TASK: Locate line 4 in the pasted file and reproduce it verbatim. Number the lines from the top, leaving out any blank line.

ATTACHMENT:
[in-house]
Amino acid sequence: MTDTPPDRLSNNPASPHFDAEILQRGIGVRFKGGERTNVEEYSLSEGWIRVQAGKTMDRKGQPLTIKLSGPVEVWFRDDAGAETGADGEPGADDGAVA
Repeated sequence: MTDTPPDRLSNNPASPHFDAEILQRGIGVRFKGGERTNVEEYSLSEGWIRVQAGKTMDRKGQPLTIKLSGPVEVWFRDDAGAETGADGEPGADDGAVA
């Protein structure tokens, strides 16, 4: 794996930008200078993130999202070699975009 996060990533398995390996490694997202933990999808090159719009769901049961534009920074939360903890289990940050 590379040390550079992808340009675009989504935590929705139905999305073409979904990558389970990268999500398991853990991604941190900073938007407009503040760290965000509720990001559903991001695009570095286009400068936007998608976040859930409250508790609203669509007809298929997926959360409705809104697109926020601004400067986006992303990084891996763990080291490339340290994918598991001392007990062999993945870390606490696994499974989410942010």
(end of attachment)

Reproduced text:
């Protein structure tokens, strides 16, 4: 794996930008200078993130999202070699975009 996060990533398995390996490694997202933990999808090159719009769901049961534009920074939360903890289990940050 590379040390550079992808340009675009989504935590929705139905999305073409979904990558389970990268999500398991853990991604941190900073938007407009503040760290965000509720990001559903991001695009570095286009400068936007998608976040859930409250508790609203669509007809298929997926959360409705809104697109926020601004400067986006992303990084891996763990080291490339340290994918598991001392007990062999993945870390606490696994499974989410942010």